With an LED driver of power factor one, the current consumption would be around 0.11A. At a power factor of 0.95, it would be slightly higher. At a power factor of 0.25, the current consumption would amount to 0.45A, which corresponds to that of the incandescent lamp—the actual LED output would, however, only be 25W. The remaining 75W is returned through the ‘wrong’ phase back to the mains. The energy is thus not lost and the reactive current is not metered by the power meter.

For AC/DC drivers, active power factor correction is, however, as important as high efficiency, especially if one takes into account that billions of such drivers will be connected to the mains over the next few years. Power factor correction is therefore not so much geared towards keeping electricity costs down, but helps maintain the quality of the mains power by eliminating harmonic interference.

Rapid pace of development in the field of power LEDs and drivers
For the foreseeable future, the industry is focusing on solutions for the existing infrastructure in residential and office buildings. For LED luminaires, this means that they must thus be dimmable with conventional TRIACs. This creates a number of technical problems, since the leading or trailing edge control of dimmers and PFC circuits of drivers interfere with each other. Conventional drivers can therefore not be dimmed down to zero.

A function that allows dimming to 10 or 20 per cent is, however, not satisfactory, as conventional incandescent lamps can be dimmed to much lower levels. In addition, the colour temperature of a dimmed incandescent lamp is shifted to much warmer levels, while LEDs show no such shift. The 10 per cent brightness of an LED luminaire powered with a residual current is therefore perceived by the eye as much higher, equivalent to about 35 per cent brightness of an incandescent lamp. Dimming to levels below 5 per cent is thus even more crucial for LED lighting systems.

Fig. 3: Thermal image shows relatively homogeneous heat distribution in MegaZenigata (Image courtesy: Sharp)

In the recent past, LEDs have also been developed further at a rapid pace. Initially, several individual 2W or 3W LEDs with separate housings were combined on a PCB. Today, the trend is clearly towards multi-chip solutions. For this purpose, a number of small LED dies are mounted on ceramic chips. The ceramic substrate improves heat management across the entire LED array (Fig. 3).

In addition, such LED arrays require much less space, and the entire luminous surface is covered by a phosphorus coating so that the multi-chip LEDs appear as one single light source. This facilitates the design of reflective and optical devices.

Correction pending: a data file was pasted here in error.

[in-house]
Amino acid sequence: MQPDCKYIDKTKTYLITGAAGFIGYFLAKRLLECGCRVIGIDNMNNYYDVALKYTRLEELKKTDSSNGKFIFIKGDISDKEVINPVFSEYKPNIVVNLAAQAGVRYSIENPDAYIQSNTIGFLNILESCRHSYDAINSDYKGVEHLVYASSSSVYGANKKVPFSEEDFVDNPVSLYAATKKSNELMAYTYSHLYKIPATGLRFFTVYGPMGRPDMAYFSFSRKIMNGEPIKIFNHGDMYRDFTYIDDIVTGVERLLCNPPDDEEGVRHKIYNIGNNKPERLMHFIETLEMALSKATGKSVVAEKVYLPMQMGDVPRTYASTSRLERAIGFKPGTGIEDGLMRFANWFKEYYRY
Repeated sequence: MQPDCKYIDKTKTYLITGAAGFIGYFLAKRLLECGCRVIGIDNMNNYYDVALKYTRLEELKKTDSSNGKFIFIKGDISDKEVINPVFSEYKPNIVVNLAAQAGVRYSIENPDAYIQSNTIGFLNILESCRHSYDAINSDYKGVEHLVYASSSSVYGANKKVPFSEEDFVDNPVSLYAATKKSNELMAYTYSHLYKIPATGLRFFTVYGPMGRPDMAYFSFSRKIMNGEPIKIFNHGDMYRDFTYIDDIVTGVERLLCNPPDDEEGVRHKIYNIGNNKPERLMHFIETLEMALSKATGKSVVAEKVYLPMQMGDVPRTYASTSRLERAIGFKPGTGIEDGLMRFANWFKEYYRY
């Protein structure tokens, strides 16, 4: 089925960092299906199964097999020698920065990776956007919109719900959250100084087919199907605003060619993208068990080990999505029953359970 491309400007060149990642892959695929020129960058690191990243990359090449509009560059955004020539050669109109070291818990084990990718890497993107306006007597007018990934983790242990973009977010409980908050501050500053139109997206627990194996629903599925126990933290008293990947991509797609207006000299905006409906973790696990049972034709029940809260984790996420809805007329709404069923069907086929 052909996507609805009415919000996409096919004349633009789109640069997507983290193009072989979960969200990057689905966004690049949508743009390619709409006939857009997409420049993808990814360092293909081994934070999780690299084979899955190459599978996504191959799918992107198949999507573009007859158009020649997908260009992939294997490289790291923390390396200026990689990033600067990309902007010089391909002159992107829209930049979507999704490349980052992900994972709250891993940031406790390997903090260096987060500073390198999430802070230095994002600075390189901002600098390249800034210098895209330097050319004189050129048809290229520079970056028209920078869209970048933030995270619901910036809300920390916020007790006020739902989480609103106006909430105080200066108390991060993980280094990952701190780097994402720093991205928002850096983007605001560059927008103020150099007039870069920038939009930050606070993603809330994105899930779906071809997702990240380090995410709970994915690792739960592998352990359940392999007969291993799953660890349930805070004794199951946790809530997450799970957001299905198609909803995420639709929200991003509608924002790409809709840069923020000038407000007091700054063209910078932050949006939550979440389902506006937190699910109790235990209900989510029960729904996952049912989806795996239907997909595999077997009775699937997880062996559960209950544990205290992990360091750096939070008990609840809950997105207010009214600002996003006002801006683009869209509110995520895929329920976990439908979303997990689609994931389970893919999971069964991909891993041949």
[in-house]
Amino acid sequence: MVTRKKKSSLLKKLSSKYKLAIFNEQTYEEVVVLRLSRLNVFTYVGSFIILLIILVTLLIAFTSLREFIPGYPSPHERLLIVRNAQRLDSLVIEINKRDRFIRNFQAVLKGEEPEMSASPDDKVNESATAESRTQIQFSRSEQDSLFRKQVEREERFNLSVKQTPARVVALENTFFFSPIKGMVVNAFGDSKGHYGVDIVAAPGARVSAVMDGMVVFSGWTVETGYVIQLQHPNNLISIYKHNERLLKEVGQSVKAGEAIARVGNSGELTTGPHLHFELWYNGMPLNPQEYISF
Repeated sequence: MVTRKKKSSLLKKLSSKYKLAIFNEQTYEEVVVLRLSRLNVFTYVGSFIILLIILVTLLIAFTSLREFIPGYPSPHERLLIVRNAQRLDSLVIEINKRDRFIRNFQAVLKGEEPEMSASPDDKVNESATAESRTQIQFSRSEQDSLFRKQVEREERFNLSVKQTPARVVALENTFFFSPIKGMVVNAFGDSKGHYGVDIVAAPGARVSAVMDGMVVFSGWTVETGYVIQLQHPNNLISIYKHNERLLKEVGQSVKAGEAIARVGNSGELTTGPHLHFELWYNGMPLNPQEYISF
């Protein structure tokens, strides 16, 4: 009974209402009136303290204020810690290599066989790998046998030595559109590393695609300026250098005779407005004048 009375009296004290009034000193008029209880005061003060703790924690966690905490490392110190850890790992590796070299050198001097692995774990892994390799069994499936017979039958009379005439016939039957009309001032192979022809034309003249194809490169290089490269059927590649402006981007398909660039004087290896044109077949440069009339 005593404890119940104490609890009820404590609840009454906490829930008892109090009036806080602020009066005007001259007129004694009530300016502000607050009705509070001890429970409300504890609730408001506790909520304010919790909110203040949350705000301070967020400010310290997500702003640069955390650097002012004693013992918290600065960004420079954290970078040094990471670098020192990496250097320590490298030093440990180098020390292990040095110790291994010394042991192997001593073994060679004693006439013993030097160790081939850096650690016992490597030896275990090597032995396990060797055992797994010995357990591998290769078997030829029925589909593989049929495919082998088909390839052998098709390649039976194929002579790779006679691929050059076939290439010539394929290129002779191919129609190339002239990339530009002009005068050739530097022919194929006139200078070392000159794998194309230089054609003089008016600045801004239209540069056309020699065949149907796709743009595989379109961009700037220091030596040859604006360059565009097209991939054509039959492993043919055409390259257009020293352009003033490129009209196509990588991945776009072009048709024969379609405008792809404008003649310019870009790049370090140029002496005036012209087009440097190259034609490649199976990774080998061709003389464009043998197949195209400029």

Fig. 4: The new MegaZenigata from Sharp (left) contains 168 individual LEDs combined in an array (in series and parallel) powered by approx. 38V DC and a constant current of 700 mA (Image courtesy: Sharp)

This can be well illustrated by the 25W MegaZenigata from Sharp: a total of 168 LEDs arranged over an area of just below 2 cm2 (Fig. 4) are wired to form an array. This array can then be mounted on the MegaZenigata, using a specially devised LED driver.

The LED driver provides a constant-current output of 700 mA up to 42V, so that the MegaZenigata produces 2600 lumens at 4000°K, corresponding to the luminous flux of a 150W halogen spotlight. Of course, the quality of the light plays a major role. While daylight reaches a colour rendering index of 100, the MegaZenigata achieves a respectable 83. The MegaZenigata is thus not only efficient but also offers a light quality and a colour temperature close to that of natural light.

In the future, manufacturers of LED drivers will cooperate even more closely with LED chip producers in order to take full advantage of the possibilities of new lighting technology. While energy efficiency and long service lives remain the main concerns, quality of the light is also a major issue, since it determines how we perceive the light.

The trend towards LED lighting systems will bring billions of new drivers into the global market over the next few years, which all need to be connected to mains networks. Because they will all produce harmonics and reactive currents, drivers need to have not only a high efficiency rating but also a good power factor. Values around 95 per cent should therefore be considered long-term guide values, even if they are not yet required by the relevant standardisation organisations.

The author is vice president-marketing & sales, RECOM Lighting


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